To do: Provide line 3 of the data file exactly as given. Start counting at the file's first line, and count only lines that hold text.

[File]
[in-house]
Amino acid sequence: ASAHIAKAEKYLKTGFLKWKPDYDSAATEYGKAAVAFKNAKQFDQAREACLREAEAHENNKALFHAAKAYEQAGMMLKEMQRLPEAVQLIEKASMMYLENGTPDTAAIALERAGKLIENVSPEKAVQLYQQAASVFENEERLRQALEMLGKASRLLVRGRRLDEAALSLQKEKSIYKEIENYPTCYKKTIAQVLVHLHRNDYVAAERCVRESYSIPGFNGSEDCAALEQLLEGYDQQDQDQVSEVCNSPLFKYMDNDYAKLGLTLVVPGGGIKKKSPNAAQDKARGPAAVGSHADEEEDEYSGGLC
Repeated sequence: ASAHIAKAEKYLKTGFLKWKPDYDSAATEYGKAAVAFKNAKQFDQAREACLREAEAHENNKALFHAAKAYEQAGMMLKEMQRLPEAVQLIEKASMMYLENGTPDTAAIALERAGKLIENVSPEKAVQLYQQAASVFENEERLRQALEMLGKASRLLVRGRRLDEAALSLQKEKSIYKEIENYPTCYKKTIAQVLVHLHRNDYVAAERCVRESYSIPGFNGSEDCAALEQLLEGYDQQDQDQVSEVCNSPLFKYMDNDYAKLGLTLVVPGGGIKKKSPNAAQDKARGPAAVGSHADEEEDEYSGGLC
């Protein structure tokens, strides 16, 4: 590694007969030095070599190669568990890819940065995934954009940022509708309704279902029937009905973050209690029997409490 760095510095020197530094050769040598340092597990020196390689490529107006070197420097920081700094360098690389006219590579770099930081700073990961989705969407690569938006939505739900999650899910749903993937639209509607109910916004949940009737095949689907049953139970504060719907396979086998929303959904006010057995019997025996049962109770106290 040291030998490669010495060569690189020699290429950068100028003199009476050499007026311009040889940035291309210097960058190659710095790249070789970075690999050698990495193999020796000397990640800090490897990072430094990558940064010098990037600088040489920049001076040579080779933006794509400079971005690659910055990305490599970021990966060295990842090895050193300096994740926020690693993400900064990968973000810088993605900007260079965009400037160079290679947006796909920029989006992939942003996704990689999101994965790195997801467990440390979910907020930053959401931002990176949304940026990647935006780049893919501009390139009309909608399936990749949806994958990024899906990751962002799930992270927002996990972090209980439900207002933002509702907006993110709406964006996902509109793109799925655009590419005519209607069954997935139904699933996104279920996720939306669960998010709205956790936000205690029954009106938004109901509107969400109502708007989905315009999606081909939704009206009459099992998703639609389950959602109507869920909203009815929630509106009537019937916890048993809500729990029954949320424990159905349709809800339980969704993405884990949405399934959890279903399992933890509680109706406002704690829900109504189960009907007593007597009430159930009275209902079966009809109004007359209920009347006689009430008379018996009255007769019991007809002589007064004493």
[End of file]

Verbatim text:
Repeated sequence: ASAHIAKAEKYLKTGFLKWKPDYDSAATEYGKAAVAFKNAKQFDQAREACLREAEAHENNKALFHAAKAYEQAGMMLKEMQRLPEAVQLIEKASMMYLENGTPDTAAIALERAGKLIENVSPEKAVQLYQQAASVFENEERLRQALEMLGKASRLLVRGRRLDEAALSLQKEKSIYKEIENYPTCYKKTIAQVLVHLHRNDYVAAERCVRESYSIPGFNGSEDCAALEQLLEGYDQQDQDQVSEVCNSPLFKYMDNDYAKLGLTLVVPGGGIKKKSPNAAQDKARGPAAVGSHADEEEDEYSGGLC